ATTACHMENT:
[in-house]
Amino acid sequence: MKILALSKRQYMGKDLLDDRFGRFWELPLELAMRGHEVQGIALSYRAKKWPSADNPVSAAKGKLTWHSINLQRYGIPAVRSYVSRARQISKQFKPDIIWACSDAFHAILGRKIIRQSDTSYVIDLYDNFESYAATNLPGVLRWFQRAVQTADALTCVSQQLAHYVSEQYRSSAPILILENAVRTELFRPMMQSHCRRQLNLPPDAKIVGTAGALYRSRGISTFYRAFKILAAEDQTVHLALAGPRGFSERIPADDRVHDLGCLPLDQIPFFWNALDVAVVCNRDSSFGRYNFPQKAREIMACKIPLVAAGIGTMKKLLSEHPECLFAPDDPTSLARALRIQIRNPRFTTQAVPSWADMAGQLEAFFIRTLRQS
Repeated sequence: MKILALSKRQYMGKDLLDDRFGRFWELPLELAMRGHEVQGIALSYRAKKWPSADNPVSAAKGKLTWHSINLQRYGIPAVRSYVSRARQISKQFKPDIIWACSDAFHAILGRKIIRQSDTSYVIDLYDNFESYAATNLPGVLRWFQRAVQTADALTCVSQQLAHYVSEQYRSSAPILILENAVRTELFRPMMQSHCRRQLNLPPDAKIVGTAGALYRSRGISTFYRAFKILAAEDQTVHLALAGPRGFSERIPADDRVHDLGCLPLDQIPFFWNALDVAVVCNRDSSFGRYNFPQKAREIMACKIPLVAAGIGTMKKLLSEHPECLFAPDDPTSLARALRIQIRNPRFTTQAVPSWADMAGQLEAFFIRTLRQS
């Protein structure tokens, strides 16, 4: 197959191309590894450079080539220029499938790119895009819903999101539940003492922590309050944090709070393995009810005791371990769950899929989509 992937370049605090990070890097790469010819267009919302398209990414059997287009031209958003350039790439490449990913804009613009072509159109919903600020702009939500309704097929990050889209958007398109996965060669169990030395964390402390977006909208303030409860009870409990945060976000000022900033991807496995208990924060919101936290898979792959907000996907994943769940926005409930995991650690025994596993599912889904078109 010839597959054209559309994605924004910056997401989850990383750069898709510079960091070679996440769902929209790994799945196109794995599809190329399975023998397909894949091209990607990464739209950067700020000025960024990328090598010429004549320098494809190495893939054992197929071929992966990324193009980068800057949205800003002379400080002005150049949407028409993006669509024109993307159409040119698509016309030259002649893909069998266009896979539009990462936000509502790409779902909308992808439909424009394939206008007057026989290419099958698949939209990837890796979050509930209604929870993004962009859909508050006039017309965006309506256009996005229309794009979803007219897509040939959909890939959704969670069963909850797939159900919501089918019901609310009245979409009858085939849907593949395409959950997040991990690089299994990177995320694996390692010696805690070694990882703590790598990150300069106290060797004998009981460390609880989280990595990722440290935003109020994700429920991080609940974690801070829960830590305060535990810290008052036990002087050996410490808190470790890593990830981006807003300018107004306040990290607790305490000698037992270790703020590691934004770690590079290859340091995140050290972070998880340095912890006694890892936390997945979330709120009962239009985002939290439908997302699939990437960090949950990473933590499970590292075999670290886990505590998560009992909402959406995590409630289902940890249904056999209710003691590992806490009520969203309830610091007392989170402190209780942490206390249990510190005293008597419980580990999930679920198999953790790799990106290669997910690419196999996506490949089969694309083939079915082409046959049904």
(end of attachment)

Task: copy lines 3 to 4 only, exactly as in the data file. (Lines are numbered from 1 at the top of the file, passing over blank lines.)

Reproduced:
Repeated sequence: MKILALSKRQYMGKDLLDDRFGRFWELPLELAMRGHEVQGIALSYRAKKWPSADNPVSAAKGKLTWHSINLQRYGIPAVRSYVSRARQISKQFKPDIIWACSDAFHAILGRKIIRQSDTSYVIDLYDNFESYAATNLPGVLRWFQRAVQTADALTCVSQQLAHYVSEQYRSSAPILILENAVRTELFRPMMQSHCRRQLNLPPDAKIVGTAGALYRSRGISTFYRAFKILAAEDQTVHLALAGPRGFSERIPADDRVHDLGCLPLDQIPFFWNALDVAVVCNRDSSFGRYNFPQKAREIMACKIPLVAAGIGTMKKLLSEHPECLFAPDDPTSLARALRIQIRNPRFTTQAVPSWADMAGQLEAFFIRTLRQS
């Protein structure tokens, strides 16, 4: 197959191309590894450079080539220029499938790119895009819903999101539940003492922590309050944090709070393995009810005791371990769950899929989509 992937370049605090990070890097790469010819267009919302398209990414059997287009031209958003350039790439490449990913804009613009072509159109919903600020702009939500309704097929990050889209958007398109996965060669169990030395964390402390977006909208303030409860009870409990945060976000000022900033991807496995208990924060919101936290898979792959907000996907994943769940926005409930995991650690025994596993599912889904078109 010839597959054209559309994605924004910056997401989850990383750069898709510079960091070679996440769902929209790994799945196109794995599809190329399975023998397909894949091209990607990464739209950067700020000025960024990328090598010429004549320098494809190495893939054992197929071929992966990324193009980068800057949205800003002379400080002005150049949407028409993006669509024109993307159409040119698509016309030259002649893909069998266009896979539009990462936000509502790409779902909308992808439909424009394939206008007057026989290419099958698949939209990837890796979050509930209604929870993004962009859909508050006039017309965006309506256009996005229309794009979803007219897509040939959909890939959704969670069963909850797939159900919501089918019901609310009245979409009858085939849907593949395409959950997040991990690089299994990177995320694996390692010696805690070694990882703590790598990150300069106290060797004998009981460390609880989280990595990722440290935003109020994700429920991080609940974690801070829960830590305060535990810290008052036990002087050996410490808190470790890593990830981006807003300018107004306040990290607790305490000698037992270790703020590691934004770690590079290859340091995140050290972070998880340095912890006694890892936390997945979330709120009962239009985002939290439908997302699939990437960090949950990473933590499970590292075999670290886990505590998560009992909402959406995590409630289902940890249904056999209710003691590992806490009520969203309830610091007392989170402190209780942490206390249990510190005293008597419980580990999930679920198999953790790799990106290669997910690419196999996506490949089969694309083939079915082409046959049904």